Saturday, May 20, 2006

Michael Massing's curious apologetics for Mearsheimer & Walt (NYR)

Michael Massing has just published a piece in the New York Review, "The Storm Over the Israel Lobby" (Vol. 53, No.10 · dated June 8, 2006), dealing with Mearsheimer & Walt's recent polemic against the "Israel Lobby" and the controversy it has generated. (On this subject, see here and here and here.) One of my correspondents described Massing's piece as "odd," and indeed it is odd. I'm afraid that it is also a good illustration of the intellectual dishonesty that has marked many of the more self-consciously "responsible" and "mainstream" efforts to defend Mearsheimer & Walt's manifesto and to attack its critics.

=> Massing repeatedly describes critics of M&W's arguments as "hysterical," "scurrilous," and so on--but he is also forced to concede that most of their substantive criticisms are, in fact, valid.
It must be said, however, that "The Israel Lobby" has some serious shortcomings, and that these have contributed to the vehemence of the response. First, Mearsheimer and Walt have made some factual errors. [....] Mearsheimer and Walt have also used some quotes from David Ben-Gurion badly out of context. [....] This distortion of Ben-Gurion's statements comes in a section in which Mearsheimer and Walt lay out the "dwindling moral case" for supporting Israel. [....] This seems an unconvincing line of reasoning [....] [T]o minimize the violence against Israel is both dubious morally and vulnerable as an argument. The lack of a clearer and fuller account of Palestinian violence is a serious failing of the essay. Its tendency to emphasize Israel's offenses while largely overlooking those of its adversaries has troubled even many doves. [....] Benny Morris, whom Mearsheimer and Walt frequently cite, dismissed their work in The New Republic as "a travesty of the history that I have studied and written for the past two decades." [....] Another problem in Mearsheimer and Walt's essay is its thin documentation. In seeking to demonstrate the lobby's negative influence, they don't provide decisive evidence for their accusations. [....]
One of the most central and explosive claims made by M&W is that the so-called Israel Lobby played a "critical" role in manipulating the US into the 2003 Iraq war. Massing does not pretend that they have made even a half-plausible case for this contention.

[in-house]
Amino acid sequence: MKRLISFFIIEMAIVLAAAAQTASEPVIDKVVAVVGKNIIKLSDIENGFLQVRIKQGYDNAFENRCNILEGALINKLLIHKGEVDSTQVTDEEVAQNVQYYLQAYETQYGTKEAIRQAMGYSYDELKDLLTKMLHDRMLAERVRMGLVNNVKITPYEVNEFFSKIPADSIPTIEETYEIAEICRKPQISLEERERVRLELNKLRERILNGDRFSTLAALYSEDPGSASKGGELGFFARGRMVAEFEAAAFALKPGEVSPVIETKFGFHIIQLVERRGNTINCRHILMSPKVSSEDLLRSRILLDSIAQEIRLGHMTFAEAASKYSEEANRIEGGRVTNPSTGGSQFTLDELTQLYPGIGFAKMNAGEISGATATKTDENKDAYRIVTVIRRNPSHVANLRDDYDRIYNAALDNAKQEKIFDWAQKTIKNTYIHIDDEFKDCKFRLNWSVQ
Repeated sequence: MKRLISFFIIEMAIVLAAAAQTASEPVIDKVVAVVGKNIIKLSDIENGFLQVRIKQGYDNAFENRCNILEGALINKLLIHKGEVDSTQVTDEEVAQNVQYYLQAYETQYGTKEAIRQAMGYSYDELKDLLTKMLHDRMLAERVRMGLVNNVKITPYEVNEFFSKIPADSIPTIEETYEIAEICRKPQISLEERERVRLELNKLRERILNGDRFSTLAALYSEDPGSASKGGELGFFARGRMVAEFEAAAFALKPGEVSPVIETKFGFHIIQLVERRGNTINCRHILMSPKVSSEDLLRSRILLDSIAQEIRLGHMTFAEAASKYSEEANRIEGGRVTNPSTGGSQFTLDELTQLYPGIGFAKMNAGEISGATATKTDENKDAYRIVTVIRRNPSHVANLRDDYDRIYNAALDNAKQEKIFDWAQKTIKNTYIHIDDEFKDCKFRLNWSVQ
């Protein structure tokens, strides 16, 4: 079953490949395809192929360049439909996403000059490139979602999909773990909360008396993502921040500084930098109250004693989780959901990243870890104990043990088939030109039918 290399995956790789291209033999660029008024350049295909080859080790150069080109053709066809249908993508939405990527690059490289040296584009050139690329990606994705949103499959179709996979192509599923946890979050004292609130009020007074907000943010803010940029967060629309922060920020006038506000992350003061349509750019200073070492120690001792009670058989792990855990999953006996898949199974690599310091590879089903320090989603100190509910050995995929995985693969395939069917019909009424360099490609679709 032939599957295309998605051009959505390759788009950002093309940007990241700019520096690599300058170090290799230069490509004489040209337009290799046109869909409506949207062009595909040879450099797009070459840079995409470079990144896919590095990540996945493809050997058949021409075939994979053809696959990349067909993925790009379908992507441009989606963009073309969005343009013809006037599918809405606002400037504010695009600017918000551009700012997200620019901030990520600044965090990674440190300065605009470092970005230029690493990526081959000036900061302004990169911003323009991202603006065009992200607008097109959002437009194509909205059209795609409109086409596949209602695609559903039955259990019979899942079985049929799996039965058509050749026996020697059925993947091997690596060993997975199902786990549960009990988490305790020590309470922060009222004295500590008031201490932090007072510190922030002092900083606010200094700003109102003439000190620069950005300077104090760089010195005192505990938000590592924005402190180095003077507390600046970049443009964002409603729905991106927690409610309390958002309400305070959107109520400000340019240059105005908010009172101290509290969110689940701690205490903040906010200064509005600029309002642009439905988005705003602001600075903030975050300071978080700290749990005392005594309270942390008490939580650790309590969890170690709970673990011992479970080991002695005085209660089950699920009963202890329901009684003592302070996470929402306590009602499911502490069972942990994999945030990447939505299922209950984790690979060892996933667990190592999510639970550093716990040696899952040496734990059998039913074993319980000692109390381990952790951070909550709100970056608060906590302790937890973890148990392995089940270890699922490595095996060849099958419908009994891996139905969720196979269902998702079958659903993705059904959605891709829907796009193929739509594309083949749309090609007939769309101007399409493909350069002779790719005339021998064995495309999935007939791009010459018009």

Similarly, in advancing their claim that the Israel lobby pushed the US into the Iraq war, Mearsheimer and Walt offer several disparate bits of evidence [....] Maybe so, but there are many other contending explanations for the administration's action—ousting a regime seen as threatening to US interests, of which protection of Israel was one; overthrowing a tyrant who had brutally oppressed his people; projecting US power in the region with an eye to securing oil supplies in Saudi Arabia as well as Iraq; and setting off a process of democratization that, at least in neocon fancy, would transform the Middle East. In light of these other explanations, it would take a much fuller and richly sourced discussion than the one presented by the authors to make their case seem convincing.
And so on. As a assessment of Mearsheimer & Walt's substantive arguments, all this is actually pretty devastating.

=> But Massing then performs what I have come to recognize as a standard deceptive maneuver, which is to reframe M&W's position in a way that jettisons their most central and provocative claims and makes their arguments sound more plausible and common-sensical than they actually are. Critics of such common-sensical arguments then look pretty "hysterical." In other words, Massing suddenly shifts from the case that M&W actually made to the case that he, Massing, would have made instead:
Overall, the lack of firsthand research in "The Israel Lobby" gives it a secondhand feel. Mearsheimer and Walt provide little sense of how AIPAC and other lobbying groups work, how they seek to influence policy, and what people in government have to say about them. The authors seem to have concluded that in view of the sensitivity of the subject, few people would talk frankly about it. In fact, many people are fed up with the lobby and eager to explain why (though often not on the record). Federal campaign documents offer another important source of information that the authors have ignored. Through such sources, it's possible to show that, on their central point—the power of the Israel lobby and the negative effect it has had on US policy—Mearsheimer and Walt are entirely correct.
Massing then goes on to discuss "the power of the Israel lobby" and its effects on US policy toward Israel and the Arab-Israeli conflict. What Massing says is partly right, partly wrong, partly questionable. But unfortunately, this is not Mearsheimer & Walt's "central point." Their claim, which Massing had previously cited, is that "unwavering support for Israel" has been the "centerpiece" of US Middle East policy in general--and that the "stranglehold" of the "Israel Lobby" over the US government explains American Middle East policy as a whole, including such incidents as the 2003 Iraq war.

The alternative argument that Massing would prefer to emphasize is certainly less outrageous and extreme than the one M&W really made. But for Massing to pretend that his revised version of the argument is actually M&W's argument--and that their critics are therefore being absurd and "hysterical"--is not just misleading but dishonest. I know that's a harsh term, but I'm afraid it's the only one that's accurate.

Can't you do better than this, guys?

Yours for reality-based discourse,
Jeff Weintraub